Sequential Drug Delivery in Targeted Cancer Therapy
Cancer is a major public health problem and one of the leading causes of death. However, traditional cancer therapy may damage normal cells and cause side effects. Many targeted drug delivery platforms have been developed to overcome the limitations of the free form of therapeutics and biological barriers. The commonly used cancer cell surface targets are CD44, matrix metalloproteinase-2, folate receptors, etc. Once the drug enters the cell, active delivery of the drug molecule to its final destination is still preferred. The subcellular targeting strategies include using glucocorticoid receptors for nuclear targeting, negative mitochondrial membrane potential and N-acetylgalactosaminyltransferase for Golgi apparatus targeting, etc. Therefore, the most effective way to deliver therapeutic agents is through a sequential drug delivery system that simultaneously achieves cellular-and subcellular-level targeting. The dual-targeting delivery holds great promise for improving therapeutic effects and overcoming drug resistance. This review classifies sequential drug delivery systems based on final targeted organelles. We summarize different targeting strategies and mechanisms and gave examples of each case.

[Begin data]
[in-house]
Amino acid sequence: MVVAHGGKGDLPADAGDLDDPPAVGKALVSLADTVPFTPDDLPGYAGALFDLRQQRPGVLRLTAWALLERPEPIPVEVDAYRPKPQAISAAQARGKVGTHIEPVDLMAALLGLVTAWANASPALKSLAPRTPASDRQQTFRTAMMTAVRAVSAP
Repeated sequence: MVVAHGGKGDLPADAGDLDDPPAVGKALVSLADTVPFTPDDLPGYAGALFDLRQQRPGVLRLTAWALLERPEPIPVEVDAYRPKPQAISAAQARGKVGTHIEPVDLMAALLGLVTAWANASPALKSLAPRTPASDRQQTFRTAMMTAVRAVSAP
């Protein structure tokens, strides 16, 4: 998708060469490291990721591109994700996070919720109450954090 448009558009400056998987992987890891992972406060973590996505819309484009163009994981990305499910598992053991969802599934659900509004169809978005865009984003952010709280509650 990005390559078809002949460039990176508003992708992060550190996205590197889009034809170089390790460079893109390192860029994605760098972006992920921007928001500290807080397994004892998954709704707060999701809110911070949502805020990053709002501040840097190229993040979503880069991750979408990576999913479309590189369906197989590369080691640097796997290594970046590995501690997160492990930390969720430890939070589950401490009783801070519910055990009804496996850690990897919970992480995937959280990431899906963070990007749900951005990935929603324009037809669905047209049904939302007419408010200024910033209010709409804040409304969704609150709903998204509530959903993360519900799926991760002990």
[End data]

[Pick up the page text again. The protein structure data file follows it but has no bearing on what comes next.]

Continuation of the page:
Yu, Han; Ning, Na; Meng, Xi; Chittasupho, Chuda; Jiang, Lingling; and Zhao, Yunqi, "Sequential Drug Delivery in Targeted Cancer Therapy" (2022). Kean Publications. 634.